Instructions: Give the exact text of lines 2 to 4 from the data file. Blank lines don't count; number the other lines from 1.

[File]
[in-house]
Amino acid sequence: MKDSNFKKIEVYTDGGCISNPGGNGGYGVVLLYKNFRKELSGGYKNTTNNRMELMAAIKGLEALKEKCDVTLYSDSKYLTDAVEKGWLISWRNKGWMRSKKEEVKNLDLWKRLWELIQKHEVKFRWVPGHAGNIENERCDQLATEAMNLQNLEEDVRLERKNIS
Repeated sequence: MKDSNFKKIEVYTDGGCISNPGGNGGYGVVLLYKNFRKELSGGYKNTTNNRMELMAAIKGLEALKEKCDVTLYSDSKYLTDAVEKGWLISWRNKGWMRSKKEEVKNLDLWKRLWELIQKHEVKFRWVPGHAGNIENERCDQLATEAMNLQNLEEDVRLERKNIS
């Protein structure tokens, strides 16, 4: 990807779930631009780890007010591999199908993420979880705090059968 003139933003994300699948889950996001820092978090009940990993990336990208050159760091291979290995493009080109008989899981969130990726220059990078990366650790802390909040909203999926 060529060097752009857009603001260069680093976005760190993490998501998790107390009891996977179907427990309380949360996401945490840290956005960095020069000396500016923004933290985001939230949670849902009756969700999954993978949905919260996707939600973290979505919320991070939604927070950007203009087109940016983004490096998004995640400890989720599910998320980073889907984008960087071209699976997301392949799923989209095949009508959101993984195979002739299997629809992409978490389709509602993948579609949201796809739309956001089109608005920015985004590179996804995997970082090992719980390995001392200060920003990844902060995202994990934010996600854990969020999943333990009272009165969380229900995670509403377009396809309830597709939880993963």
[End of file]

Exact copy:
Amino acid sequence: MKDSNFKKIEVYTDGGCISNPGGNGGYGVVLLYKNFRKELSGGYKNTTNNRMELMAAIKGLEALKEKCDVTLYSDSKYLTDAVEKGWLISWRNKGWMRSKKEEVKNLDLWKRLWELIQKHEVKFRWVPGHAGNIENERCDQLATEAMNLQNLEEDVRLERKNIS
Repeated sequence: MKDSNFKKIEVYTDGGCISNPGGNGGYGVVLLYKNFRKELSGGYKNTTNNRMELMAAIKGLEALKEKCDVTLYSDSKYLTDAVEKGWLISWRNKGWMRSKKEEVKNLDLWKRLWELIQKHEVKFRWVPGHAGNIENERCDQLATEAMNLQNLEEDVRLERKNIS
């Protein structure tokens, strides 16, 4: 990807779930631009780890007010591999199908993420979880705090059968 003139933003994300699948889950996001820092978090009940990993990336990208050159760091291979290995493009080109008989899981969130990726220059990078990366650790802390909040909203999926 060529060097752009857009603001260069680093976005760190993490998501998790107390009891996977179907427990309380949360996401945490840290956005960095020069000396500016923004933290985001939230949670849902009756969700999954993978949905919260996707939600973290979505919320991070939604927070950007203009087109940016983004490096998004995640400890989720599910998320980073889907984008960087071209699976997301392949799923989209095949009508959101993984195979002739299997629809992409978490389709509602993948579609949201796809739309956001089109608005920015985004590179996804995997970082090992719980390995001392200060920003990844902060995202994990934010996600854990969020999943333990009272009165969380229900995670509403377009396809309830597709939880993963």